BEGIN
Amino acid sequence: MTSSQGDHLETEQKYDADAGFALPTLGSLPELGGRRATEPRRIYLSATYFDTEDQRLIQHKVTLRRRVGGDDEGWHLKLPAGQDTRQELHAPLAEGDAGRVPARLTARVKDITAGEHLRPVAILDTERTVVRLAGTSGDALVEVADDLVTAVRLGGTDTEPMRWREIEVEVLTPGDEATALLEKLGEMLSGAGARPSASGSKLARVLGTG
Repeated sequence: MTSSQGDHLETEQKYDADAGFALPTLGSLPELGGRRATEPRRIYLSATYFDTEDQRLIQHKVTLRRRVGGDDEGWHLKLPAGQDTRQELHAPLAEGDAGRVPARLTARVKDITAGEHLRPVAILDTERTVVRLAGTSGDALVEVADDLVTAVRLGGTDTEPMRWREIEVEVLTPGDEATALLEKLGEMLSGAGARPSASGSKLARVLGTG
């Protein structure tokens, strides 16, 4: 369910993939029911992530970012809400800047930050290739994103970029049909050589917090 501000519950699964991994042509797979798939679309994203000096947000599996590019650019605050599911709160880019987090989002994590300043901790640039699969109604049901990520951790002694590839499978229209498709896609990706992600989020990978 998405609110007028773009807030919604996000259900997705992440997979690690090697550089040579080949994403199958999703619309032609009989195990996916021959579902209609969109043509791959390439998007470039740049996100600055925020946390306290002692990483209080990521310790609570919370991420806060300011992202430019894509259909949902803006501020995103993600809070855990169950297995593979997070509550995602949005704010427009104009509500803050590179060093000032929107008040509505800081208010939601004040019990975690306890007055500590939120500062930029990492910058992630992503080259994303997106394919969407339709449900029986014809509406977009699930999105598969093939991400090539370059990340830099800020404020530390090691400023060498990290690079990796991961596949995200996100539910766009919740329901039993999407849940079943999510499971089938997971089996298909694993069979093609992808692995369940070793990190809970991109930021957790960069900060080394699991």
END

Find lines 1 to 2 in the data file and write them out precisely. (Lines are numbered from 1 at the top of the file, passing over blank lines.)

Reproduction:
Amino acid sequence: MTSSQGDHLETEQKYDADAGFALPTLGSLPELGGRRATEPRRIYLSATYFDTEDQRLIQHKVTLRRRVGGDDEGWHLKLPAGQDTRQELHAPLAEGDAGRVPARLTARVKDITAGEHLRPVAILDTERTVVRLAGTSGDALVEVADDLVTAVRLGGTDTEPMRWREIEVEVLTPGDEATALLEKLGEMLSGAGARPSASGSKLARVLGTG
Repeated sequence: MTSSQGDHLETEQKYDADAGFALPTLGSLPELGGRRATEPRRIYLSATYFDTEDQRLIQHKVTLRRRVGGDDEGWHLKLPAGQDTRQELHAPLAEGDAGRVPARLTARVKDITAGEHLRPVAILDTERTVVRLAGTSGDALVEVADDLVTAVRLGGTDTEPMRWREIEVEVLTPGDEATALLEKLGEMLSGAGARPSASGSKLARVLGTG